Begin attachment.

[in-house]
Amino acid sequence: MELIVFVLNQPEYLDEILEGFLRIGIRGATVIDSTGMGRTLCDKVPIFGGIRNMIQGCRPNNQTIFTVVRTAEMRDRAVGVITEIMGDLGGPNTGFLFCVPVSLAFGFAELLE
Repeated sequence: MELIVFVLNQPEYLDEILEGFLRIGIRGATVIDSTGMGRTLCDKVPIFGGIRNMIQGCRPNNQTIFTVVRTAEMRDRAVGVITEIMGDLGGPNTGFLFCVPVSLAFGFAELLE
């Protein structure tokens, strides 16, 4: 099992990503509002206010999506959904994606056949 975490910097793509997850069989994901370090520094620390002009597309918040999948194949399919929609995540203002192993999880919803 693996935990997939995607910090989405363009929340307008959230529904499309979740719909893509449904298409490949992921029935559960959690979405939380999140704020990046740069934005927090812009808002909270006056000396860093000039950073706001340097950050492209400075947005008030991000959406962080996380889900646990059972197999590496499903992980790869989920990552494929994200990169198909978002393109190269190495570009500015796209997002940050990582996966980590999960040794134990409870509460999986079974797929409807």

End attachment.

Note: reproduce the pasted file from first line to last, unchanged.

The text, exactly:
[in-house]
Amino acid sequence: MELIVFVLNQPEYLDEILEGFLRIGIRGATVIDSTGMGRTLCDKVPIFGGIRNMIQGCRPNNQTIFTVVRTAEMRDRAVGVITEIMGDLGGPNTGFLFCVPVSLAFGFAELLE
Repeated sequence: MELIVFVLNQPEYLDEILEGFLRIGIRGATVIDSTGMGRTLCDKVPIFGGIRNMIQGCRPNNQTIFTVVRTAEMRDRAVGVITEIMGDLGGPNTGFLFCVPVSLAFGFAELLE
């Protein structure tokens, strides 16, 4: 099992990503509002206010999506959904994606056949 975490910097793509997850069989994901370090520094620390002009597309918040999948194949399919929609995540203002192993999880919803 693996935990997939995607910090989405363009929340307008959230529904499309979740719909893509449904298409490949992921029935559960959690979405939380999140704020990046740069934005927090812009808002909270006056000396860093000039950073706001340097950050492209400075947005008030991000959406962080996380889900646990059972197999590496499903992980790869989920990552494929994200990169198909978002393109190269190495570009500015796209997002940050990582996966980590999960040794134990409870509460999986079974797929409807």